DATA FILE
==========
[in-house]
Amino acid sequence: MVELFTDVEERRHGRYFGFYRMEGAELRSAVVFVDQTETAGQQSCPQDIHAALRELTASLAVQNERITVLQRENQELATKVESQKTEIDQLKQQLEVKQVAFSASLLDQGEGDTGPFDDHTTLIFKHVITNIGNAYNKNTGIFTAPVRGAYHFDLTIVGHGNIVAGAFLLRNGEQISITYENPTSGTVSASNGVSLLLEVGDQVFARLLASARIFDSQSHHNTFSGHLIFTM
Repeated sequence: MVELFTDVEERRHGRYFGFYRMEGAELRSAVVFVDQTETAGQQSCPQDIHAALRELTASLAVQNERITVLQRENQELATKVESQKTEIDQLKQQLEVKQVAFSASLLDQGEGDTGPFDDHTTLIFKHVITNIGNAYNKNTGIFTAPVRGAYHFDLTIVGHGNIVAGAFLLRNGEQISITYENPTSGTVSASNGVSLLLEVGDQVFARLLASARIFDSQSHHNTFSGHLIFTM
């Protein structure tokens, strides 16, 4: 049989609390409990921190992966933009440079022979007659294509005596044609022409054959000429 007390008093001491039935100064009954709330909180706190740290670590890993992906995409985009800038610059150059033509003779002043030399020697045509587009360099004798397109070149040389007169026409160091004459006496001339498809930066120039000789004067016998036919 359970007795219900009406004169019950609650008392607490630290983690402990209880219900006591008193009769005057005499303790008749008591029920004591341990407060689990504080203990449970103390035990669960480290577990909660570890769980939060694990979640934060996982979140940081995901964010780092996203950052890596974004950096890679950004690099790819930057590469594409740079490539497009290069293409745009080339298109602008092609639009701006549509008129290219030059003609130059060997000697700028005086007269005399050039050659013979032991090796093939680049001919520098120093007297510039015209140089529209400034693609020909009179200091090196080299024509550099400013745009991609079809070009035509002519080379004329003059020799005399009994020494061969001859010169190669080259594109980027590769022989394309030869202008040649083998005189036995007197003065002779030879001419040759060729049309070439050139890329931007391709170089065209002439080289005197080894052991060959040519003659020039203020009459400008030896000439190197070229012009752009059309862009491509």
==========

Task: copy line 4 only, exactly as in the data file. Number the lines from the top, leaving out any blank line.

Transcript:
């Protein structure tokens, strides 16, 4: 049989609390409990921190992966933009440079022979007659294509005596044609022409054959000429 007390008093001491039935100064009954709330909180706190740290670590890993992906995409985009800038610059150059033509003779002043030399020697045509587009360099004798397109070149040389007169026409160091004459006496001339498809930066120039000789004067016998036919 359970007795219900009406004169019950609650008392607490630290983690402990209880219900006591008193009769005057005499303790008749008591029920004591341990407060689990504080203990449970103390035990669960480290577990909660570890769980939060694990979640934060996982979140940081995901964010780092996203950052890596974004950096890679950004690099790819930057590469594409740079490539497009290069293409745009080339298109602008092609639009701006549509008129290219030059003609130059060997000697700028005086007269005399050039050659013979032991090796093939680049001919520098120093007297510039015209140089529209400034693609020909009179200091090196080299024509550099400013745009991609079809070009035509002519080379004329003059020799005399009994020494061969001859010169190669080259594109980027590769022989394309030869202008040649083998005189036995007197003065002779030879001419040759060729049309070439050139890329931007391709170089065209002439080289005197080894052991060959040519003659020039203020009459400008030896000439190197070229012009752009059309862009491509």